Child Labor and Forced Labor Reports

Gambia, The

2020 Findings on the Worst Forms of Child Labor:

Minimal Advancement – Efforts Made but Regression in Practice that Delayed Advancement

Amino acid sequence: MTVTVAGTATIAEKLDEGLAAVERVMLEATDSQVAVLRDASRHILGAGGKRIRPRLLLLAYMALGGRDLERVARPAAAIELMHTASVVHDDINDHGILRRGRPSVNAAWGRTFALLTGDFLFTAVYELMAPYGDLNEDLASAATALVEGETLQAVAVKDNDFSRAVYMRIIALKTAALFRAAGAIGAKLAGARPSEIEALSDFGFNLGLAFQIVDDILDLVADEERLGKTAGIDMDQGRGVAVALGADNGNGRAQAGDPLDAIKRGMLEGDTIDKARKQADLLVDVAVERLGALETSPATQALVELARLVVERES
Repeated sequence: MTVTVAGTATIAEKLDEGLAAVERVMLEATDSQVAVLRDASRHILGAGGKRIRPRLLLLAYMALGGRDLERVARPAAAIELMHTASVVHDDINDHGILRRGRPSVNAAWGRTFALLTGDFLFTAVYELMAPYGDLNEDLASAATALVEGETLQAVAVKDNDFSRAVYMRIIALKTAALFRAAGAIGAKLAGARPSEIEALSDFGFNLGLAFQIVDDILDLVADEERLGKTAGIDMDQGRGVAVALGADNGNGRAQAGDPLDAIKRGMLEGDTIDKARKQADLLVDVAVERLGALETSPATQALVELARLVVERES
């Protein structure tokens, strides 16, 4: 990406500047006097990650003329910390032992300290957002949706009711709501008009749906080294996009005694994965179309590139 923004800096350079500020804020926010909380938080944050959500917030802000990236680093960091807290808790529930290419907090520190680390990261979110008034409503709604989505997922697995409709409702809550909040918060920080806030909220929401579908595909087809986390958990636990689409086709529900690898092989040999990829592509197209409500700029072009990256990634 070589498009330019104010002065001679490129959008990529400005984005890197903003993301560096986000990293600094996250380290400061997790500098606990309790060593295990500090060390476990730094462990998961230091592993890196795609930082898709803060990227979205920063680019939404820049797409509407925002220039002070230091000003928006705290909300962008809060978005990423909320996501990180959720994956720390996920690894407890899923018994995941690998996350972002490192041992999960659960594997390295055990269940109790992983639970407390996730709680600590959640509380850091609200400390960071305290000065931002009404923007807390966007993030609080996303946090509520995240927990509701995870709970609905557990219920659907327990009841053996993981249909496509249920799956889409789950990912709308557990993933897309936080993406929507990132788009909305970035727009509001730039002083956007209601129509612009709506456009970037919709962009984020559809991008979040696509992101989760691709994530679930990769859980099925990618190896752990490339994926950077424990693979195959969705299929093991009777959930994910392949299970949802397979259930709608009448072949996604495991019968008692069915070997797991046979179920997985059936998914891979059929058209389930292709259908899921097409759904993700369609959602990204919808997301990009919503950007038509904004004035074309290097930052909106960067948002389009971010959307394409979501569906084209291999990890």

In 2020, The Gambia made minimal advancement in efforts to eliminate the worst forms of child labor. The National Agency Against Trafficking in Persons developed a National Referral Mechanism for victims of human trafficking, and the Gambia Tourism Authority for the Protection of Children trained hotel staff on the commercial sexual exploitation of children. However, despite these initiatives to address child labor, The Gambia is assessed as having made only minimal advancement because it implemented a practice that delays advancement to eliminate child labor. The labor inspectorate suspended inspections in March 2020 due to the COVID-19 pandemic. The government has not indicated when labor inspections will resume. Labor inspections are a key tool for identifying child labor violations, and their absence makes children more vulnerable to the worst forms of child labor. Children in The Gambia are subjected to the worst forms of child labor, including in commercial sexual exploitation, sometimes as a result of human trafficking, and in forced begging. Gaps in the law remain, including that children may commence an apprenticeship at the age of 12. In addition, labor inspectors lack legal authorization to inspect private homes or farms in which children may be working.

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